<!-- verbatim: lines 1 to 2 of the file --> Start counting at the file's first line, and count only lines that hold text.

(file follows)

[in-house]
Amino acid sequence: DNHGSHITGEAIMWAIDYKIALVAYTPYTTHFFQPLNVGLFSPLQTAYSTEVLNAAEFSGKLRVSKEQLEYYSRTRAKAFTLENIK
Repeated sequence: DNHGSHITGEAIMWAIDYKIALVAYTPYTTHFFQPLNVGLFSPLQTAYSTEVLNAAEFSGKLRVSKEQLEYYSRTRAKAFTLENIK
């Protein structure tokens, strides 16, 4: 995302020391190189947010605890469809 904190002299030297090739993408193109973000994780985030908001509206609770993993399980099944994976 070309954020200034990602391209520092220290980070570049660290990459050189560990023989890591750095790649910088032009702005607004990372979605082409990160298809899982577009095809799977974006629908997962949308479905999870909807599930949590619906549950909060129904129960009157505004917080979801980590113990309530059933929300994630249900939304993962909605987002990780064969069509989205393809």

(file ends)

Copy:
[in-house]
Amino acid sequence: DNHGSHITGEAIMWAIDYKIALVAYTPYTTHFFQPLNVGLFSPLQTAYSTEVLNAAEFSGKLRVSKEQLEYYSRTRAKAFTLENIK